“Touch the Dark”, first installment in the series, left Cassandra on the hunt for Antonio, the vampire, who raised her in his court. Unfortunately she is on the run from the American Vampire Senate itself; the Circle (mages organization) and Rasputin, who has coupled with the homicidal and careerist clairvoyant Myra. In between maneuvering around these fractions to stay alive and get the information she needs, Cassandra has to deal with the power of the Pythia, which acts on its own sending her back through time. On her list are included dealing with her ghost in a necklace Billy, convincing bounty hunter mage Pritkin she is not evil and babysitting ancient Greek demigods.
I personally don’t mind dynamics and diversity in sense of speedy changes in situations, introductions of new characters, ideas, magic and mythology. However the tricky thing to vacuum so much action in one book no matter the length is that it can backfire. My main issue was that I couldn’t quite follow the line of thought after I have paused for the day. There is too much happening to remember it all, no matter how thrilling and ingenious it was. The next problem appears actually getting tired from reading. Cassandra Palmer goes through several days on the run and around the middle, when another monster decides to attack her, I really started asking myself how is it plausible for Cassandra to physically operate. Good thing Karen Chance caught on the same issue as well and knocked her out along the way, while Cassandra admitted that her body was not functioning properly.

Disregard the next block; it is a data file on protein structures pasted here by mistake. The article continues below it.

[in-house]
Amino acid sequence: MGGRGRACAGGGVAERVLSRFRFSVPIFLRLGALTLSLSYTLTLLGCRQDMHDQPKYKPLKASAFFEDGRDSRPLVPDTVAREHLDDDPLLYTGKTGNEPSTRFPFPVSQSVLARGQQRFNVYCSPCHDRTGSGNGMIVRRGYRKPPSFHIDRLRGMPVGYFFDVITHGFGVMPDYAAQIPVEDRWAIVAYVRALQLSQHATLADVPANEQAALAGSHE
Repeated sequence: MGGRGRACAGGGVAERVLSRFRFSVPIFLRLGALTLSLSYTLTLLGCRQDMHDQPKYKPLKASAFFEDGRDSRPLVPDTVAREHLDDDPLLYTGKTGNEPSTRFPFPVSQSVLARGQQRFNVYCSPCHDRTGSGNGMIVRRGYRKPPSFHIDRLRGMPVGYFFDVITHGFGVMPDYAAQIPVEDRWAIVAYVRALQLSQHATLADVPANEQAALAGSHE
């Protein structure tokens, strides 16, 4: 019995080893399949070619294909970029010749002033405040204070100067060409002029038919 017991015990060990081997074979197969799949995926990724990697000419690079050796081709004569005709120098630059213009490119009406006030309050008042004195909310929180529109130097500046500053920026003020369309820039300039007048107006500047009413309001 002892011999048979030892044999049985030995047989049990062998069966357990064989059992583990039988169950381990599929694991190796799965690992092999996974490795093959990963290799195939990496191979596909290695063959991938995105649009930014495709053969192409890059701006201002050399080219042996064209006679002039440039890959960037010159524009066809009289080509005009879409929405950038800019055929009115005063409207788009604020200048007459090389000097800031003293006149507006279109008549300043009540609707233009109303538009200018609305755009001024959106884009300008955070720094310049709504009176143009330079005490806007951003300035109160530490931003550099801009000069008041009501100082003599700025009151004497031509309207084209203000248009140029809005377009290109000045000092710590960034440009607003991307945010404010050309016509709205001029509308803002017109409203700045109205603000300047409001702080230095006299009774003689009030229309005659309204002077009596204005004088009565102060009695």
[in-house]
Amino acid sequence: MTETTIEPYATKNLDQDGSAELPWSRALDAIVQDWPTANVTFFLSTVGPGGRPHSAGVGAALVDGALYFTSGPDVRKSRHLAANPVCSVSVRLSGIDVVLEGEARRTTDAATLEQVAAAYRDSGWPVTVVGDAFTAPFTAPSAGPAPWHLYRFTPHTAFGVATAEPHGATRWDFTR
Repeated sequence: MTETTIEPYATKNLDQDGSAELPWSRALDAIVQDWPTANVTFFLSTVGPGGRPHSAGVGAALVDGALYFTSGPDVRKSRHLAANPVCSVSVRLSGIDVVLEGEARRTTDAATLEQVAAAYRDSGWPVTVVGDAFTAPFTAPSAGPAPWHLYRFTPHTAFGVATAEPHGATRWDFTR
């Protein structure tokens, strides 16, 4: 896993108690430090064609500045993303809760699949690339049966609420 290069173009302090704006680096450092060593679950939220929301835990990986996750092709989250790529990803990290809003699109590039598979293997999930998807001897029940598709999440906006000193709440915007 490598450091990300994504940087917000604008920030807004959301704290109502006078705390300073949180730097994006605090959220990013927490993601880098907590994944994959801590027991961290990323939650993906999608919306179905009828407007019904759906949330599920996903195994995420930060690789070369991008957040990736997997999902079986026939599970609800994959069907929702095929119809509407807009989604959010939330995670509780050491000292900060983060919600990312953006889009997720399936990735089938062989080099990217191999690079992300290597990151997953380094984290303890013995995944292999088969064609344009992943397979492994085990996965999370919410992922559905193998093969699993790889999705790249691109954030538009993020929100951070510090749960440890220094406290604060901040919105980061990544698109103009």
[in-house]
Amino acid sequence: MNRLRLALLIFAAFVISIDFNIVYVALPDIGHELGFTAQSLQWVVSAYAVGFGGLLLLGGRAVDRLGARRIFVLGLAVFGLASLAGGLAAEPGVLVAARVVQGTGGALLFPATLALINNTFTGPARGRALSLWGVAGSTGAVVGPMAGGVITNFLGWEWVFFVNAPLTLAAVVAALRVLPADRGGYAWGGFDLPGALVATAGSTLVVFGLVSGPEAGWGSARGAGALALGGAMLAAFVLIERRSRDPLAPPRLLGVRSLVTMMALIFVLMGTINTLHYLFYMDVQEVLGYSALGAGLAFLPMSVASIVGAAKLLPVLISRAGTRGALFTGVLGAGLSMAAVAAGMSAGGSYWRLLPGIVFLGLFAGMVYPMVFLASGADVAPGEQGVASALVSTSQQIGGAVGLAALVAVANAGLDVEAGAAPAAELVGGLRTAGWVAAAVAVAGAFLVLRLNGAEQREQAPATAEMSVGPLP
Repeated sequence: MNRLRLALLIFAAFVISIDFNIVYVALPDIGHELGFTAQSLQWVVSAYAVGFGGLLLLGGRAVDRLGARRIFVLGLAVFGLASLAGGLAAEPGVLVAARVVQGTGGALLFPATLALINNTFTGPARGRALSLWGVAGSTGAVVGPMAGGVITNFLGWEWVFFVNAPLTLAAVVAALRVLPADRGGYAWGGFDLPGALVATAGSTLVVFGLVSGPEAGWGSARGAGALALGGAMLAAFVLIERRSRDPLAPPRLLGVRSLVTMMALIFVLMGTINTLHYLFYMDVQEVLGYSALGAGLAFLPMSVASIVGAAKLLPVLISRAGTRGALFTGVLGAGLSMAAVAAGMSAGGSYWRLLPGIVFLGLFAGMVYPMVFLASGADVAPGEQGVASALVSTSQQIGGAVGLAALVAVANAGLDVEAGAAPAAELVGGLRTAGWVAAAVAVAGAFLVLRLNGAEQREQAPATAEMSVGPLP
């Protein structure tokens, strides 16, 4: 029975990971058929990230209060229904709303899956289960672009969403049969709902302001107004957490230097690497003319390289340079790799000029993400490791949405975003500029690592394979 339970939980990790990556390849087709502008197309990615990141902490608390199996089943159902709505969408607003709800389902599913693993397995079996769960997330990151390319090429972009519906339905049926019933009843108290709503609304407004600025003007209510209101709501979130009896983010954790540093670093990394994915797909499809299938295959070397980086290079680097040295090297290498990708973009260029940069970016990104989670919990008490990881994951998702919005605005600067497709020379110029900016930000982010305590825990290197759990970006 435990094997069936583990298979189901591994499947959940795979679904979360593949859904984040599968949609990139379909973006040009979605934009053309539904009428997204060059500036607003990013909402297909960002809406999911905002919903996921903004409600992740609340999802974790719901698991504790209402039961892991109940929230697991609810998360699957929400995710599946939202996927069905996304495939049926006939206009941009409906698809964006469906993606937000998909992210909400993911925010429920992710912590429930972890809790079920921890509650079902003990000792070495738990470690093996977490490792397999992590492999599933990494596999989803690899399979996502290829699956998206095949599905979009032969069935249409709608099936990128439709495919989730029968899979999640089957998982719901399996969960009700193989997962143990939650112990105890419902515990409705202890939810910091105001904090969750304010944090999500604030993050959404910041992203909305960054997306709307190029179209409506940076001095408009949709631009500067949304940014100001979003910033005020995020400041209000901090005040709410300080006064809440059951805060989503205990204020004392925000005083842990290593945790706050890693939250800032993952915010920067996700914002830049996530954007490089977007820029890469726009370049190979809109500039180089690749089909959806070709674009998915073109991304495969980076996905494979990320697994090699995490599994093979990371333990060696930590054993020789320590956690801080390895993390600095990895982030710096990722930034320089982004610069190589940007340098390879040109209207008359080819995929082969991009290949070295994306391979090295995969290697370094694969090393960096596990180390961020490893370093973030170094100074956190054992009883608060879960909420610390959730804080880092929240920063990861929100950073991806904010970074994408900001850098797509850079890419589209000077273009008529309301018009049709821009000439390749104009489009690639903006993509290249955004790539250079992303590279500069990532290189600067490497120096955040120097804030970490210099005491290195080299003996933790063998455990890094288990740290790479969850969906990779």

But getting around those problems is easy and beyond that we see the greatness of Chance’s work. The angle I enjoyed most so far has been the constant exposure to the paranormal world and every page brings a new creature, spell or myth to the pile. Every author can do it, true, but Chance adds her own flavor to what she includes from the world culture. I particularly enjoyed her portrayal of the incubus, which doesn’t actually own a body of its own, but has to possess a human body with natural charms. Then again come my favorites for this book, the Graeae – the three old women with one eye and tooth shared between themselves in Greek mythology, who protected Medusa’s island. Quite the cast of celebrities also airs in this novel starting with Rasputin, Vlad Dracula, Bram Stoker and a hint that perhaps Merlin will make an appearance in next installments.
Karen Chance has gathered the best from Greek, Norse mythologies, the stories told during the Middle Ages and even modern myths. Cassandra has her hands on an arsenal of weapons, which catch the reader’s attention and leave him/her imagining what the possibilities for mass destruction might be. I know I have. The spotlight however is taken by the Pythia’s power, the most potent clairvoyant gift. As it happens the gift chooses its next inline initiate and Cassandra happens to be it. I am thrilled with what Chance has done with such a passive power such as clairvoyance, giving it importance, hiercharchy, which dates back to the Delphi oracles.
All in all, you won’t make a mistake with this series and every book gets better and better. This reviewer was a very happy camper with this novel in his hands.